It seems that a lot of photography blogs that aren’t caught up in discussing the latest equipment and technology (as I find myself doing lately) are often addressing the struggles of photography, art, and creativity. Most every photographer seems to relate to the frustrations of not being able to create the images that they wish they could – images like the ones of the photographers they admire or images like the ones they envision in their own mind.
This isn’t a bad thing, and in fact this dissatisfaction with one’s current work is one of the most important components in inspiring and pushing oneself to improve. But there is a huge problem if this struggle becomes angst and doesn’t serve a positive purpose. It is an easy path to fall into with photography, especially when just starting out or soon after technical and equipment mastery is attained. There is so much to learn and everyone else seems to have picked up important and secret knowledge which you don’t know where to find. And there are so many great photographers out there who you like and no matter how hard you try your images don’t look anything like theirs.
Rome – Statue in front of Palazzo del Quirinale
I fell into this trap when I first became serious about photography. I saw images in galleries, museums, and magazines (there was no internet yet…) that I wished I could create, but had no idea how. What kind of camera were they using? What kind of chemicals and darkroom techniques did they use? Where did they come up with their ideas and inspiration? I had no idea, but tried to learn what I could from books and experimentation. But the learning curve was so steep, my interests and ambitions were too broad and scattered, and the dedication was not yet there. The angst and frustration built and slowly I stopped even taking photos. I had wanted to create great images at will but knew I couldn’t. My results rarely matched my vision, so I stopped making any images at all.
Rome – Fontana dei Quattro Fiumi by Bernini facing Sant’Agnese in Agone by Borromini and Rainaldi
I thought the angst was part of being an artist, a photographer, and that holding onto it would lead somewhere. But the angst didn’t get me anywhere. In fact all it led me to was abandoning photography. Years later, when I became frustrated with the limitations of my digital compact and dSLRs became affordable, I decided to give it another try. I went out on my first self-assignment, not really knowing what I was doing, relearning how to use a camera and compose photos. But this time I had a different attitude, a new mindset. The photos on my LCD screen still didn’t look like the ones in my head, but I didn’t care, and I continued to happily work away. I knew I was learning with each photo, I didn’t expect instant masterpieces. I knew I would improve over time when I studied the results and identified the differences between where I was and where I wanted to be.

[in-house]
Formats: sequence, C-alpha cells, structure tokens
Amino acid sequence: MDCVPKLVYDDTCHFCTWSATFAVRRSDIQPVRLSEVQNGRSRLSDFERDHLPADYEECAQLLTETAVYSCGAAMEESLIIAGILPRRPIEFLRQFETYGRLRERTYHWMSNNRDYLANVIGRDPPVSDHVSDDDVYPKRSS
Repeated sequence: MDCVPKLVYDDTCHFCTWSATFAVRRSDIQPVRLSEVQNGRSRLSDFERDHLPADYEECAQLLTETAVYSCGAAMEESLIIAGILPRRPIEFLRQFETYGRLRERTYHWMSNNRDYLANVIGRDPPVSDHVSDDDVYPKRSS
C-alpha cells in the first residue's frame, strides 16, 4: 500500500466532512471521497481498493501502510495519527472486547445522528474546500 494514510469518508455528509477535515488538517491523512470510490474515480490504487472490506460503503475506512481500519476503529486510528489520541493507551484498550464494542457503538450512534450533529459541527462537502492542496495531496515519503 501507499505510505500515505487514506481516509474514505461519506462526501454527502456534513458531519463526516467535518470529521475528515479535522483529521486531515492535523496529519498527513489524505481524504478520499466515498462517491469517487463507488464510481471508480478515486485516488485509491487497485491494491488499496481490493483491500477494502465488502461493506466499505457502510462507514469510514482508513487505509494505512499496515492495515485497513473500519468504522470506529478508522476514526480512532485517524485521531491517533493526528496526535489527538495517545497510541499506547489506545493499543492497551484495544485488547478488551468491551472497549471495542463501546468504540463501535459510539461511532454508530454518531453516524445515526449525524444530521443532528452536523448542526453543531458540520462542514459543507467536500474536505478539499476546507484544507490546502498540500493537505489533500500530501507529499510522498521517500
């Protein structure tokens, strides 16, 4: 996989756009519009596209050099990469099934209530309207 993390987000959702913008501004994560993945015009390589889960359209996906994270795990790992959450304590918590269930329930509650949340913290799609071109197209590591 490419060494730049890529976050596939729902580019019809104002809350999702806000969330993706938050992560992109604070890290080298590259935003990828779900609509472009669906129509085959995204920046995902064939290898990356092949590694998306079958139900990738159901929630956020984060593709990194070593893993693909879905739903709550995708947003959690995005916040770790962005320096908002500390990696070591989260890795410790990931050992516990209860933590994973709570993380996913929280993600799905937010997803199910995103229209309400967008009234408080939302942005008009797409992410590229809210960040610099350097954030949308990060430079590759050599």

Rome – Piazza Navona
Most importantly I had finally given up on trying to take Ansel Adams’ photos and started to take my photos. If they weren’t any good, I would keep taking my photos, and figure out how to make them better versions of my photos. For the first time I was truly happy with my images because I stopped comparing them with some real or imagined perfect images that I would never take. It doesn’t mean I still don’t have the angst. Every time I look at Ami Vitale’s photos I want to take Ami Vitale’s photos. But I let it go, I don’t let it become a negative, limiting frustration. I study them and learn from them, but I continue to take my photos. Because those are really the only ones I can take, and those I the ones I am happiest with anyway.
So it is true – as everyone concludes their “photographer’s struggle” blog posts: just get out and shoot. That is virtually all there is to it. But there is another important component. Let go of the angst. Art and creativity does not equal angst. Change your mindset. Stop dwelling on creativity, thinking about creativity, reading about creativity…and just go create. Shoot your photos, improve on your photos, and be happy knowing that with each frame you are learning and progressing. Besides, you shouldn’t want to be imitating anyone else because you don’t want to be called “The next Henri Cartier Bresson.” You want some future budding photographer to be called “The next (your name here).”
Rome – Street with view of Sant’Ivo alla Sapienza by Borromini
(These photos were taken the first time I ever used a “real” camera, an SLR – a Canon AE-1 I borrowed for an afternoon. Taken in Rome, Italy in 1990 or 1991 while studying with the University of Notre Dame Architecture Rome Studies Program. Not a bad start, huh?!)